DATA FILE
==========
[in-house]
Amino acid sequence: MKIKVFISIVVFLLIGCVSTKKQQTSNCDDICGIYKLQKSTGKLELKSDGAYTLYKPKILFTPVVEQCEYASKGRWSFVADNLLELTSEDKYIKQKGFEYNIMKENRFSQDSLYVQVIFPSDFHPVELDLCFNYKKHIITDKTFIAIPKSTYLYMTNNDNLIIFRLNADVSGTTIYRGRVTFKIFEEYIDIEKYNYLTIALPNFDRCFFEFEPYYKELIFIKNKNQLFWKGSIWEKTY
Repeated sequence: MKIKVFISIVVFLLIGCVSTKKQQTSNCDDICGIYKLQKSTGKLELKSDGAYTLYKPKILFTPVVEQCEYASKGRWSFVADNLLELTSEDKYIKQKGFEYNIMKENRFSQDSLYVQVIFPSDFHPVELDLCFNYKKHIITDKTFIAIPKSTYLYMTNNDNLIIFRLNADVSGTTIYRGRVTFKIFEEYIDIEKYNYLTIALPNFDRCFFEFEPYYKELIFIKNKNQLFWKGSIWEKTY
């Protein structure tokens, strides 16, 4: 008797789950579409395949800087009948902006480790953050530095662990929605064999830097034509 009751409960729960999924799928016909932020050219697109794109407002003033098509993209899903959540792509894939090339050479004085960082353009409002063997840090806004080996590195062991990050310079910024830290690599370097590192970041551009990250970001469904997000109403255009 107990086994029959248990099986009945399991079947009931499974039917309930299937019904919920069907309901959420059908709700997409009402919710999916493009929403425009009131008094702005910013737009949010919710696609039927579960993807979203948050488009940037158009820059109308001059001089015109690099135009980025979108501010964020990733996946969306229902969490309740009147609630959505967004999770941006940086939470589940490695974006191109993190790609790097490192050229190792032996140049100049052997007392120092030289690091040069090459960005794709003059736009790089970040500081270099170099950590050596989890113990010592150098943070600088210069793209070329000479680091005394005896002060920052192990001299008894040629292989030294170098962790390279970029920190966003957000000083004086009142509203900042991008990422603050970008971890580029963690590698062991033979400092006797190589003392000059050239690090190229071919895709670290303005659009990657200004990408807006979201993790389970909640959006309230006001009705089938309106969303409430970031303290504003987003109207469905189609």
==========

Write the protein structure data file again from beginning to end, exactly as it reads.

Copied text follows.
[in-house]
Amino acid sequence: MKIKVFISIVVFLLIGCVSTKKQQTSNCDDICGIYKLQKSTGKLELKSDGAYTLYKPKILFTPVVEQCEYASKGRWSFVADNLLELTSEDKYIKQKGFEYNIMKENRFSQDSLYVQVIFPSDFHPVELDLCFNYKKHIITDKTFIAIPKSTYLYMTNNDNLIIFRLNADVSGTTIYRGRVTFKIFEEYIDIEKYNYLTIALPNFDRCFFEFEPYYKELIFIKNKNQLFWKGSIWEKTY
Repeated sequence: MKIKVFISIVVFLLIGCVSTKKQQTSNCDDICGIYKLQKSTGKLELKSDGAYTLYKPKILFTPVVEQCEYASKGRWSFVADNLLELTSEDKYIKQKGFEYNIMKENRFSQDSLYVQVIFPSDFHPVELDLCFNYKKHIITDKTFIAIPKSTYLYMTNNDNLIIFRLNADVSGTTIYRGRVTFKIFEEYIDIEKYNYLTIALPNFDRCFFEFEPYYKELIFIKNKNQLFWKGSIWEKTY
């Protein structure tokens, strides 16, 4: 008797789950579409395949800087009948902006480790953050530095662990929605064999830097034509 009751409960729960999924799928016909932020050219697109794109407002003033098509993209899903959540792509894939090339050479004085960082353009409002063997840090806004080996590195062991990050310079910024830290690599370097590192970041551009990250970001469904997000109403255009 107990086994029959248990099986009945399991079947009931499974039917309930299937019904919920069907309901959420059908709700997409009402919710999916493009929403425009009131008094702005910013737009949010919710696609039927579960993807979203948050488009940037158009820059109308001059001089015109690099135009980025979108501010964020990733996946969306229902969490309740009147609630959505967004999770941006940086939470589940490695974006191109993190790609790097490192050229190792032996140049100049052997007392120092030289690091040069090459960005794709003059736009790089970040500081270099170099950590050596989890113990010592150098943070600088210069793209070329000479680091005394005896002060920052192990001299008894040629292989030294170098962790390279970029920190966003957000000083004086009142509203900042991008990422603050970008971890580029963690590698062991033979400092006797190589003392000059050239690090190229071919895709670290303005659009990657200004990408807006979201993790389970909640959006309230006001009705089938309106969303409430970031303290504003987003109207469905189609």